To Smoke Or Not In A Public Building; The Hearing

Smoking in a public building, something the City of Tyler is considering not allowing. Last month, Tyler Mayor Joey Seeber announced the creation of a task force to come up with a recommendation on the city's smoking ordinance. In particular, should their be an across the board ban on smoking in all public places. Before the final draft is written, they are asking for your input.

Tuesday night a public hearing was held for citizens to voice their opinion on this controversial issue.

Hundreds have already emailed, and another hundred or so showed up to the public hearing to let their voice be heard.

"If people want to come to my place and smoke that is there business if they want to come to my place and not smoke that is there business also," said Carol Oxley, who owns and operate D's Coffee Shop in Tyler.

"I support the ordinance. Understanding that Texas is a big state last time I checked," said Arthur Burke, "There are plenty of places you can go to have a smoke in Texas without interfering with people's ability to go consume a meal."

Overwhelmingly though people showed their support of the ordinance, but a few were on the other side.

"I feel like everybody ought to have a freedom of choice as where they go to. I am tired of the government, state taking away our freedoms," said Carol Oxley, "I thought that was what the United States was made of: Basic freedom of choice."

"I believe that the laws should be made to protect you from me, and me from you, but not me from myself, and you from yourself," said Matthew Whitt, "Those are personal choice decisions and everybody has the decision to patron a certain establishment or not patron a certain establishment. At some point I am wondering when on the bill of rights we are going to add 'Void where prohibited by law.'"

Many used personal experiences to call for the government to do something.

"My other grandfather lost his life to cancer. It was an awful death," said Stacey Gregory, "Now he smoked. But my sweet little grandmother that sat right beside him died of second hand smoke. We didn't know better back then, but we know better now. So we should do better."

"I was a co-author, contributor of the 2006 Surgeon General's Report. I just brought it along to show everybody just how large that volume of evidence is," said Dr. David Coultas, "The first report came out 1986. This is not a new problem. The evidence has just gotten stronger and more consistent. I see it everyday in the clinic. These are preventable problems."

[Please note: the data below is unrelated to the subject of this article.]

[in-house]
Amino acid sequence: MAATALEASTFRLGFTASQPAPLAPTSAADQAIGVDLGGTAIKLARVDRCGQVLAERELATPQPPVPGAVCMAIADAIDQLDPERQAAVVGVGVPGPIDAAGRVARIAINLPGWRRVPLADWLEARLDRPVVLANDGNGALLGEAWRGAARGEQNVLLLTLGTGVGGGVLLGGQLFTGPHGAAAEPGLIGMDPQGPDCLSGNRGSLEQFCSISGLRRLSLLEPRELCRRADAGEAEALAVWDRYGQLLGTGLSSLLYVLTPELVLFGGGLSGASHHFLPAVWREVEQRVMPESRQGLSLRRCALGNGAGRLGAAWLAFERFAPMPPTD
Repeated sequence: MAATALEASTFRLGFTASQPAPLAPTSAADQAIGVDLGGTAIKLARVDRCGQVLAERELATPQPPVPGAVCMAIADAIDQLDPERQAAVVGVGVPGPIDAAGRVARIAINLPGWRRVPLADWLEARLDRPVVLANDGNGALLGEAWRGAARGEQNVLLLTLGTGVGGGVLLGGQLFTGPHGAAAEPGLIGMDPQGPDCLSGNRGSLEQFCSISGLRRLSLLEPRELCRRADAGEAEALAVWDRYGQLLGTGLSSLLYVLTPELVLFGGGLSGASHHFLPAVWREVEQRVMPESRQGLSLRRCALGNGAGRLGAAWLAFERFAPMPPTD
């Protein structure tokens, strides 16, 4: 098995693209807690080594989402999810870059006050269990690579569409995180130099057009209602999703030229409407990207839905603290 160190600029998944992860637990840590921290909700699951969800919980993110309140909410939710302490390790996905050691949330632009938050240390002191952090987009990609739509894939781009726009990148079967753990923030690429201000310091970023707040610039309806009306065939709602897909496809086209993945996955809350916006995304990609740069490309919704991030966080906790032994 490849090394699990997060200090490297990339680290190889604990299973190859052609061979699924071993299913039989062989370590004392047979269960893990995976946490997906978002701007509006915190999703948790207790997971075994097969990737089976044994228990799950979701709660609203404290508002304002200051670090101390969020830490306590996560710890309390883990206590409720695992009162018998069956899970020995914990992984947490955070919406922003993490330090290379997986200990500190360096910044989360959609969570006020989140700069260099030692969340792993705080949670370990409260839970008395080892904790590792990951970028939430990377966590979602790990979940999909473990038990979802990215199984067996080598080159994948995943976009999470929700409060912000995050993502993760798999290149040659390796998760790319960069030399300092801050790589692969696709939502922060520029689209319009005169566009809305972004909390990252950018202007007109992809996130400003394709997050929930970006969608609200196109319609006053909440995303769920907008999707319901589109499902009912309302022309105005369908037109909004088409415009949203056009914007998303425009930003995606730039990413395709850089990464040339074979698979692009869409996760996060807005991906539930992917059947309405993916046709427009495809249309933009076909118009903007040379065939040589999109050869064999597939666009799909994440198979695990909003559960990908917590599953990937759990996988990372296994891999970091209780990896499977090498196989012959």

"I am a great believe in civil liberties. I fully support a persons right to smoke. I don't agree with it but I do support their right to do it," said Todd Sigman,"There is an old adage where your rights end where my begin. And I think that really sums up the issue with smoking. This adage speaks to basis of our laws which define the rights and freedom people in here are mentioning. You have the right to free speech, but you do not have the right to libel and slander, you have the right to drink alcohol, but you do not have the right to drive home, you have the right to own a gun but you don't have the right to shoot people. Laws do need to come in and serve the public interest. The government has a duty to protect our citizens and it must step in when people's personal choice is not only affect but hurt those around him.

"I believe government a responsibility to in effect save us from ourselves," said Dr. Charles Haas, "We limit drunk driving. We limit our ability to ride without seatbelts. I believe the ball is in your court now to do the right thing and to ban smoking in public places."

Either way you fall it's an issue many East Texans aren't taking lying down. If you would like to send the city council an email  you can go to, there you will find a link to send them an email.

Danielle Capper, Reporting